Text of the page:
Out-Law News | 10 Apr 2014 | 5:01 pm | 2 min. read
Under current tax rules, pension savers must choose to purchase an annuity or enter into a capped drawdown arrangement within six months of withdrawing a tax-free lump sum. If they do not, the lump sum will be taxed at 55%. The extension will give savers 18 months to decide what to do with the rest of their pension savings, allowing them to access the money more flexibly when changes announced at the Budget come into force next year.
"This is welcome news for members of DC schemes who have chosen to reverse recent retirement decisions in order to benefit from the new flexibility that comes in next year," said pensions expert Simon Tyler of Pinsent Masons, the law firm behind Out-Law.com.
"Members who had taken a tax-free lump sum and bought an annuity were faced with penal tax charges if they decided to cancel the annuity during the cooling-off period. HMRC are to be commended for having sorted this out once the pensions industry had highlighted the problem," he said.
The extended decision period will apply to those who received a tax-free lump sum on or before 27 March 2014, including those who cancelled an annuity contract within the cooling-off period following the Budget announcement, according to new guidance from HMRC. However, those who have already started to receive an income under an annuity for which the cooling-off period has ended will remain bound by the contract they made with their provider.
From April 2015, the government intends to give savers the ability to access their DC pension savings any way that they wish from the age of 55. All savers would also be offered free and impartial face to face financial guidance at the point of retirement, backed by a new legal duty on pension providers and trust-based pension schemes to offer this guidance.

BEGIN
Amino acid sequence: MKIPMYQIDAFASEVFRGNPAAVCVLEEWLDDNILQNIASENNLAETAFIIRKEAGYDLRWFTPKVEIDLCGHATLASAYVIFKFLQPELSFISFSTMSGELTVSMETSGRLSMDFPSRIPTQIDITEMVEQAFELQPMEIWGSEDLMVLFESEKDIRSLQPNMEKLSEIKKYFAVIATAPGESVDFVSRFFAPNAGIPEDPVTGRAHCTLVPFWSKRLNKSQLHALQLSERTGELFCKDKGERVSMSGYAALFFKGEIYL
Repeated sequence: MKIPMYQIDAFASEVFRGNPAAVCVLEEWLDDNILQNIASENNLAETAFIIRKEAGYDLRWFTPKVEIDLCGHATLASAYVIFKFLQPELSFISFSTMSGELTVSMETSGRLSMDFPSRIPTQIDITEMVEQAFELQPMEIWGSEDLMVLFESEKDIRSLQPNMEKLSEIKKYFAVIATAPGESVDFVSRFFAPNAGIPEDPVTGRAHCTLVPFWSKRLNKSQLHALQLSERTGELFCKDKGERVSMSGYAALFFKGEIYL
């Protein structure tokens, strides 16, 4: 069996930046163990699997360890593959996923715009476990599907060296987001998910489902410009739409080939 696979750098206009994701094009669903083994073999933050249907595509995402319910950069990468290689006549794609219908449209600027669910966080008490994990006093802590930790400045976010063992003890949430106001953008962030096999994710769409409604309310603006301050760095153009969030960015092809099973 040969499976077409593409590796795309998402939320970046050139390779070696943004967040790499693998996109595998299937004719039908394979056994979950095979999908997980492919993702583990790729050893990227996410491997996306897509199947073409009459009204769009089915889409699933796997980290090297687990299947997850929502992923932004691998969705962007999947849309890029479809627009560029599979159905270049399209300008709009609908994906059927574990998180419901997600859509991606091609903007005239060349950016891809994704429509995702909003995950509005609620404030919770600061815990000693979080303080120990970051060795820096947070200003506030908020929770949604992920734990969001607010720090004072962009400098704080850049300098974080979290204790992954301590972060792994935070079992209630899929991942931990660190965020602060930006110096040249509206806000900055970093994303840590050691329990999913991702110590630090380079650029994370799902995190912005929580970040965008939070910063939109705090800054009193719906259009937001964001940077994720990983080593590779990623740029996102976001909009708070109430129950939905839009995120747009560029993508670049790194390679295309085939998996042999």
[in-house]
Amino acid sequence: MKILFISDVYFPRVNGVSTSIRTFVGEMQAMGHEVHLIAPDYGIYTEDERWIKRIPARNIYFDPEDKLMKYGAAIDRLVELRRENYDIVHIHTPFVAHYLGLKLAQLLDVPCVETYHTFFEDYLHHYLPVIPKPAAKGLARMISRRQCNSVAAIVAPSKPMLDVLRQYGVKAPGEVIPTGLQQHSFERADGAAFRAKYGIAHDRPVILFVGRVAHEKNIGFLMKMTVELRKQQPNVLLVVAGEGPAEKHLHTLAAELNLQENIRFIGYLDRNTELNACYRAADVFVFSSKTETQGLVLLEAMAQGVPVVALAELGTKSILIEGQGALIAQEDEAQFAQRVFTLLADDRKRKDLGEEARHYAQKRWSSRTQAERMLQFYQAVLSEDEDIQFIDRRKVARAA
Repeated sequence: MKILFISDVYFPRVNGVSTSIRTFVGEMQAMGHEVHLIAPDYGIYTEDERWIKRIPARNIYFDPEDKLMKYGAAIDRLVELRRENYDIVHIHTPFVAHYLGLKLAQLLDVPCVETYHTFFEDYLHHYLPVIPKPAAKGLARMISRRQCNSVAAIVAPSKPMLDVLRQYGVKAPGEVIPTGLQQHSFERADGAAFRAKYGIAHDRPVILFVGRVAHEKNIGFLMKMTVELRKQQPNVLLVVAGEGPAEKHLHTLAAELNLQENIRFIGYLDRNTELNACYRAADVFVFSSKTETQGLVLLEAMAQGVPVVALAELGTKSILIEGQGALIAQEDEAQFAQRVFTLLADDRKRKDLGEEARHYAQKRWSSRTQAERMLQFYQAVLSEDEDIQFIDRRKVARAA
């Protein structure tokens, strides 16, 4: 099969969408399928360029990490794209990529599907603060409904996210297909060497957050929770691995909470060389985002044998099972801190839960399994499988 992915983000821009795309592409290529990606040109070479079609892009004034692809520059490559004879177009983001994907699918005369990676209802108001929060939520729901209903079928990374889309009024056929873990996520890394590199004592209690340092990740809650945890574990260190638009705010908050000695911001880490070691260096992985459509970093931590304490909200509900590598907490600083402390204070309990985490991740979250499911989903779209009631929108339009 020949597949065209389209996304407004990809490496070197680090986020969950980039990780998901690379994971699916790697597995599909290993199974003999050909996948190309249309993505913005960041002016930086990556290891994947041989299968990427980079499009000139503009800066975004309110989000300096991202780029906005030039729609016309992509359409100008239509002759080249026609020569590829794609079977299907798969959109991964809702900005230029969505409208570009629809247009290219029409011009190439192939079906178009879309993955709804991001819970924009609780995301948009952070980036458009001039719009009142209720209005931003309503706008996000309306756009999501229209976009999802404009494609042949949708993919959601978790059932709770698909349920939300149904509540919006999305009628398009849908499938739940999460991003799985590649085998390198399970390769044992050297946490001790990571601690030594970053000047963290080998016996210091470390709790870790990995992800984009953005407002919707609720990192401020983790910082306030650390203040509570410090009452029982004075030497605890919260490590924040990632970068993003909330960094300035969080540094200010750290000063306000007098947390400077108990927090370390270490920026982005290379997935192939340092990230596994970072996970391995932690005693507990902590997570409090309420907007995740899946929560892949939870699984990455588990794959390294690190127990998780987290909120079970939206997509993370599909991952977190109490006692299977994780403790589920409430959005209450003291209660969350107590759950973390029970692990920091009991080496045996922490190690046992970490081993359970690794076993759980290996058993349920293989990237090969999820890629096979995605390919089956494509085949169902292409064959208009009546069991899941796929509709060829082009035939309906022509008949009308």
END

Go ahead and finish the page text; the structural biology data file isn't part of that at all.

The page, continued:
Under the proposed new regime, savers would still be able to take up to a quarter of the value of their pension pot tax-free on retirement. Any additional lump sum would then be taxed at their normal marginal tax rate rather than the existing 55% tax rate. Savers would still be able to purchase an annuity or drawdown product if they chose to do so, or alternatively would be able to keep their pension invested and access the balance over time.
Additional flexibilities for those looking to purchase annuity or drawdown products under the existing regime came into force on 27 March. The minimum income requirement for accessing flexible drawdown has been cut from £20,000 to £12,000 where scheme rules permit; the capped drawdown limit has increased from 120% to 150%; the lump sum that can be taken from small individual pots regardless of total pension savings has increased to £10,000; and the maximum that can be taken as a trivial commutation lump sum has almost doubled, to £30,000.
The Financial Conduct Authority (FCA), which regulates product providers and financial advisers, has also published guidance setting out what firms need to do during the interim period before the more fundamental changes come into force to ensure that customers are treated fairly. In particular, both advisers and providers will be expected to ensure that customers are aware that offered rates could fall or of the dangers of ignoring guaranteed rates if they decide not to purchase an annuity before April 2015, according to the document.